Large crowds from right across the county descended on St Colmcille’s Church in Aughnacliffe last week to bid a fond farewell to one of “life’s gentleman”- former publican and Colmcille native, Philip Hourican.
The much loved and well respected businessman passed away at Our Lady’s Manor, Edgeworthstown last Monday week (July 16) following a brief, but determined, battle with illness.
At his removal and funeral in the days that followed, mourners were told of the genial publican’s penchant for travelling and liking for current affairs.
Those recollections were just some of the memories which were acknowledged this week by those who knew him best.
“Philip was very well versed when it came to current affairs,” reflected local businessman Gearoid Mulligan. “He could talk to you about most things.”
Mr Mulligan recalled his long-time friend and business acquaintance who ran the landmark pub in the village, known locally as simply Philip’s. .
“He would often come up to the shop and get his petrol and we would meet and have a chat. He was a very gentle man and just good company to be around,” he added.
From a well known family with many years in the licenced pub trade, it was the untimely death of his father, Patrick in March 1941 followed by his only brother Michael just months later which ultimately forced Philip into assuming the family business mantle alongside his mother.
Her passing soon after left Philip to keep the business afloat, a task which the young north Longford man almost effortlessly embraced.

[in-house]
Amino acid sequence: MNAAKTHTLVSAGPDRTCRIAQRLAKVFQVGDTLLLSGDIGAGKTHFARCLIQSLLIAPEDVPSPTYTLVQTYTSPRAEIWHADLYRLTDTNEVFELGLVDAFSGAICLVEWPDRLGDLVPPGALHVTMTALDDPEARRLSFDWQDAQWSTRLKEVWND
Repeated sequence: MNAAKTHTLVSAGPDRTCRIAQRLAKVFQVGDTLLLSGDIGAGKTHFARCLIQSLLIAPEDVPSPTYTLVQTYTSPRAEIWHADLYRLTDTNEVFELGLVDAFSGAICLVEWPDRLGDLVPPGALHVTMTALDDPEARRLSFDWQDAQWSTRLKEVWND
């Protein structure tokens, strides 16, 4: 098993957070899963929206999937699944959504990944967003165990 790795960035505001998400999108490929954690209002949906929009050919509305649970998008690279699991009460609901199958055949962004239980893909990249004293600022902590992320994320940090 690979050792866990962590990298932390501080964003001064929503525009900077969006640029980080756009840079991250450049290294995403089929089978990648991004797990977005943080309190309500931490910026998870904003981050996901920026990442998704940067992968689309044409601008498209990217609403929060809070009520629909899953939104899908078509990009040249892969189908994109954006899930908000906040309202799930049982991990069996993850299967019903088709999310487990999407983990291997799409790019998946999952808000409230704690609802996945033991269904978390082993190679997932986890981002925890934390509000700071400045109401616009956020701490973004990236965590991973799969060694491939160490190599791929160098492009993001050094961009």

“He managed the place so well,” recalled neighbour Benny Reid this week. “The pub really became a focal point for the entire parish of Colmcille.”
His welcoming persona and humble exterior also played a huge part in Philip’s rise through the upper echelons of the north Longford community’s local Fianna Fail branch.
As President of the Aughnacliffe cumann, it was perhaps with little surprise that the pub quickly became the centre of Fianna Fail activity locally.
“It became the hub of Fianna Fail in the area,” continued Mr Reid. “Meetings were held there year in and year out. In fact it was the first place Albert Reynolds visited when he called to north Longford after he became Taoiseach in 1992.”
Politics aside, the deeply admired publican was keen to maintain an open door approach, a conviction which endeared him to many, not least to those undergoing even greater financial pain.
“The amount of good and help he gave to people is quite unknown. He helped out so many neighbours, customers and friends in what were very poor times. It just showed how exceptionally charitable he was,” Mr Reid proudly stated.
His decision to bow out and retire from the pub trade around 10 years ago marked the end of a long and distinuished chapter. Despite this, Philip continued to live locally, moving to his new home a Aughacordrinan on the outskirts of his beloved Aughnacliffe.
With more time on his hands, he opted to see more of the world by travelling overseas on numerous occasions. All the while however, his likeness for current affairs, politics and computers grew ever larger.
“It was one thing that seemed to stick with him,” said Mr Reid. “Even when he had the pub, he could spend hours night after night on the computer.”
That said, for Mr Reid and for many others like him, the legacy left by the late Philip Hourican looks sure to live on.
“We so often talk about nature’s gentlemen, but Philip was just that,” he added. “He was an exceptionally fine man.”
The late Philip Hourican was laid to rest following Funeral Mass at St Colmcille’s Church, Aughnacliffe last Wednesday (July 17) with burial to the adjoining cemetery. He is survived by extended family members, a large collection of neighbours and friends. May he rest in peace.